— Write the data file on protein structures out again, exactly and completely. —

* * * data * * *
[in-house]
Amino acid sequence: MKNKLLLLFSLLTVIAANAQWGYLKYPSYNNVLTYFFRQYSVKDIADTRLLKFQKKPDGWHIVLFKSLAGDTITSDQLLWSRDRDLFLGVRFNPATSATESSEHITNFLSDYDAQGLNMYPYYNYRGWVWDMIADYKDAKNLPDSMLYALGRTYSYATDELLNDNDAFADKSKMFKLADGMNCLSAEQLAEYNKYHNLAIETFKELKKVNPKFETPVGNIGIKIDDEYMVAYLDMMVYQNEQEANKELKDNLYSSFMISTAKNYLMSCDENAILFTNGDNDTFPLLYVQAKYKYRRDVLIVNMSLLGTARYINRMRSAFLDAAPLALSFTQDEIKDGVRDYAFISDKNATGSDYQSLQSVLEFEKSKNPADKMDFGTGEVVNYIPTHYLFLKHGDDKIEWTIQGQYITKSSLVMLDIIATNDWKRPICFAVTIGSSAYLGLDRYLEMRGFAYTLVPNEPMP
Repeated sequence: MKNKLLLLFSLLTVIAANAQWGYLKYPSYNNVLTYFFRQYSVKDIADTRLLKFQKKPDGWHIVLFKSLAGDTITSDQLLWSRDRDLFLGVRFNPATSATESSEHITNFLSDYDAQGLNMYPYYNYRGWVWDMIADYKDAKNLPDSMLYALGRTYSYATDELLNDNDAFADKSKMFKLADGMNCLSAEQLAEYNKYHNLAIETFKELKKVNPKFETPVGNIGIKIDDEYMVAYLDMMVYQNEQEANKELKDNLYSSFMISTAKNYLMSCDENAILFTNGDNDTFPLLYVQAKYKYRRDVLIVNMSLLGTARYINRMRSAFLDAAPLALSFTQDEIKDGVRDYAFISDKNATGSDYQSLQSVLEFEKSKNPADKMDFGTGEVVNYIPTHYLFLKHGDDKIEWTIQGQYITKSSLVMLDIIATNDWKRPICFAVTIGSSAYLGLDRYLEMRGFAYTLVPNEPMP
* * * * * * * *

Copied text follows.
[in-house]
Amino acid sequence: MKNKLLLLFSLLTVIAANAQWGYLKYPSYNNVLTYFFRQYSVKDIADTRLLKFQKKPDGWHIVLFKSLAGDTITSDQLLWSRDRDLFLGVRFNPATSATESSEHITNFLSDYDAQGLNMYPYYNYRGWVWDMIADYKDAKNLPDSMLYALGRTYSYATDELLNDNDAFADKSKMFKLADGMNCLSAEQLAEYNKYHNLAIETFKELKKVNPKFETPVGNIGIKIDDEYMVAYLDMMVYQNEQEANKELKDNLYSSFMISTAKNYLMSCDENAILFTNGDNDTFPLLYVQAKYKYRRDVLIVNMSLLGTARYINRMRSAFLDAAPLALSFTQDEIKDGVRDYAFISDKNATGSDYQSLQSVLEFEKSKNPADKMDFGTGEVVNYIPTHYLFLKHGDDKIEWTIQGQYITKSSLVMLDIIATNDWKRPICFAVTIGSSAYLGLDRYLEMRGFAYTLVPNEPMP
Repeated sequence: MKNKLLLLFSLLTVIAANAQWGYLKYPSYNNVLTYFFRQYSVKDIADTRLLKFQKKPDGWHIVLFKSLAGDTITSDQLLWSRDRDLFLGVRFNPATSATESSEHITNFLSDYDAQGLNMYPYYNYRGWVWDMIADYKDAKNLPDSMLYALGRTYSYATDELLNDNDAFADKSKMFKLADGMNCLSAEQLAEYNKYHNLAIETFKELKKVNPKFETPVGNIGIKIDDEYMVAYLDMMVYQNEQEANKELKDNLYSSFMISTAKNYLMSCDENAILFTNGDNDTFPLLYVQAKYKYRRDVLIVNMSLLGTARYINRMRSAFLDAAPLALSFTQDEIKDGVRDYAFISDKNATGSDYQSLQSVLEFEKSKNPADKMDFGTGEVVNYIPTHYLFLKHGDDKIEWTIQGQYITKSSLVMLDIIATNDWKRPICFAVTIGSSAYLGLDRYLEMRGFAYTLVPNEPMP